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Caffeine, habitual caffeine consumption, alertness and cognitive performance.

Smith, Andrew ORCID: 2022. Caffeine, habitual caffeine consumption, alertness and cognitive performance. World Journal of Pharmaceutical and Medical Research 11 (11) , pp. 46-57. 10.20959/wjpr202211-25108

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Background: There has been extensive research on the effects of caffeine on behaviour. People differ in the amount of caffeine they regularly consume, and there has been research comparing the effects of caffeine on low and high consumers. This issue was examined here, and the effects of caffeine withdrawal and caffeine (100mg) on alertness and cognitive performance were investigated. Methods: Two groups of caffeine consumers were recruited. The high consumers had an intake of more than 200mg caffeine daily, whereas the low consumers ingested less than 20 mg caffeine daily. A double-blind cross-over design was used with all participants carrying out caffeine and placebo conditions. Each session had the following features. After overnight abstinence, participants carried out a baseline session at 09.00 to examine the possible effects of caffeine withdrawal. During the session, they rated their alertness and performed cognitive vigilance and five-choice serial response tasks. After the baseline session, the participants were given either caffeinated or decaffeinated coffee. A post-drink testing session was carried out one hour later. Results: There were no significant differences between the low and high consumer groups at baseline. Both groups of participants reported significantly greater alertness after caffeine at the start and end of the test session. Caffeine was also associated with significantly more hits in the cognitive vigilance task and more responses in the five-choice serial response task. There were no differences between the two consumer groups in the effects of caffeine. Conclusion: These results demonstrate that caffeine increases alertness and improves sustained attention. These effects were observed for both low and high caffeine consumers. The two groups did not differ at baseline, suggesting that caffeine withdrawal, which would be greater in the higher consumers, had little effect.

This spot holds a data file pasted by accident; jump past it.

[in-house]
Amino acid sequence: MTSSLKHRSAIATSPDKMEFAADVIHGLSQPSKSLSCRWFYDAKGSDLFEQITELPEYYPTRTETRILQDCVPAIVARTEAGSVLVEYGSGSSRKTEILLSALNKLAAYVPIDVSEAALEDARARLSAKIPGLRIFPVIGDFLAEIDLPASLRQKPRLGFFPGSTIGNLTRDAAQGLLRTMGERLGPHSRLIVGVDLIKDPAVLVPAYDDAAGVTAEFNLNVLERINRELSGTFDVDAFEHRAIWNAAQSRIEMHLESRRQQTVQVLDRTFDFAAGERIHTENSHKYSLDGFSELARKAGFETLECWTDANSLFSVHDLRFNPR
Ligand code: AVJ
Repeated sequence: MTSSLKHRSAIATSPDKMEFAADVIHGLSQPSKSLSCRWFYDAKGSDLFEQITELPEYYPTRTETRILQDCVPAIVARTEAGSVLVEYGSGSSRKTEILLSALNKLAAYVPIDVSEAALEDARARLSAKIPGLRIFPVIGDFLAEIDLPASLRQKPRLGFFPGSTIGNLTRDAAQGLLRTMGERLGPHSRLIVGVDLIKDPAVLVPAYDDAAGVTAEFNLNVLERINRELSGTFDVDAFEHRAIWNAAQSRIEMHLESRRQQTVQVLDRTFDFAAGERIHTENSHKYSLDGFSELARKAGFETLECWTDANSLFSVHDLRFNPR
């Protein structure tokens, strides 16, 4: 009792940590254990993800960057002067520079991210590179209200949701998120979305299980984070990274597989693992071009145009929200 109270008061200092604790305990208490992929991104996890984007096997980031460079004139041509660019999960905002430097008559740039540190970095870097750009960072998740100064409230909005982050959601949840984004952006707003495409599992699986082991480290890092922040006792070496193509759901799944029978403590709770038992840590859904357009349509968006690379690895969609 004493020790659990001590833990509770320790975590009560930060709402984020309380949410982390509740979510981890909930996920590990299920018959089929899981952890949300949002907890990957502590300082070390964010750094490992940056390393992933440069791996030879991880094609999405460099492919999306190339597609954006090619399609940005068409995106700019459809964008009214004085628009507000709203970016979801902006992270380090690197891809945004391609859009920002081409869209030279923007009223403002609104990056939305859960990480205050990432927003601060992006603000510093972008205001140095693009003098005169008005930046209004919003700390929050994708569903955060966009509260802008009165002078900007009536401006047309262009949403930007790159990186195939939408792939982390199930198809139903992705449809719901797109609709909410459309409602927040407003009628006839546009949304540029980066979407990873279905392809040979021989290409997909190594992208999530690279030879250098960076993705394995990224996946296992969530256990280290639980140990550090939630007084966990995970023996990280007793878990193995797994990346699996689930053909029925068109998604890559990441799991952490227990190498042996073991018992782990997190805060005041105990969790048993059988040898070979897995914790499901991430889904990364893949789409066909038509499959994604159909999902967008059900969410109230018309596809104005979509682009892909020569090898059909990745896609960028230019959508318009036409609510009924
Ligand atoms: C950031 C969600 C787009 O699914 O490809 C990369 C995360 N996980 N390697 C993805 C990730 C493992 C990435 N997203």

Item Type: Article
Date Type: Publication
Status: Published
Schools: Psychology
Subjects: B Philosophy. Psychology. Religion > BF Psychology
ISSN: 2277-7105
Date of First Compliant Deposit: 30 September 2022
Date of Acceptance: 20 July 2022
Last Modified: 10 Nov 2022 11:42

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